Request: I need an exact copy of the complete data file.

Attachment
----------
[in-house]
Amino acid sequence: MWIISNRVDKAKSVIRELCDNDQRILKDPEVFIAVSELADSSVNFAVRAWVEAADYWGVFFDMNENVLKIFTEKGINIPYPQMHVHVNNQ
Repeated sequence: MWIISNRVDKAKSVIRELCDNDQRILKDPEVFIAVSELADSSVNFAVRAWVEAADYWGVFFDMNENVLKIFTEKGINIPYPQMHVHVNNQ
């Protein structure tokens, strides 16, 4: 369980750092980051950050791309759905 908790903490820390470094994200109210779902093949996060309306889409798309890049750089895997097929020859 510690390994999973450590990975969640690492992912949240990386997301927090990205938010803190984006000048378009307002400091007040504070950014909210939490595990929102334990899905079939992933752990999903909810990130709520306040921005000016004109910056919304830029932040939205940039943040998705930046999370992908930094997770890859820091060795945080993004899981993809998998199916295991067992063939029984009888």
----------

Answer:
[in-house]
Amino acid sequence: MWIISNRVDKAKSVIRELCDNDQRILKDPEVFIAVSELADSSVNFAVRAWVEAADYWGVFFDMNENVLKIFTEKGINIPYPQMHVHVNNQ
Repeated sequence: MWIISNRVDKAKSVIRELCDNDQRILKDPEVFIAVSELADSSVNFAVRAWVEAADYWGVFFDMNENVLKIFTEKGINIPYPQMHVHVNNQ
């Protein structure tokens, strides 16, 4: 369980750092980051950050791309759905 908790903490820390470094994200109210779902093949996060309306889409798309890049750089895997097929020859 510690390994999973450590990975969640690492992912949240990386997301927090990205938010803190984006000048378009307002400091007040504070950014909210939490595990929102334990899905079939992933752990999903909810990130709520306040921005000016004109910056919304830029932040939205940039943040998705930046999370992908930094997770890859820091060795945080993004899981993809998998199916295991067992063939029984009888």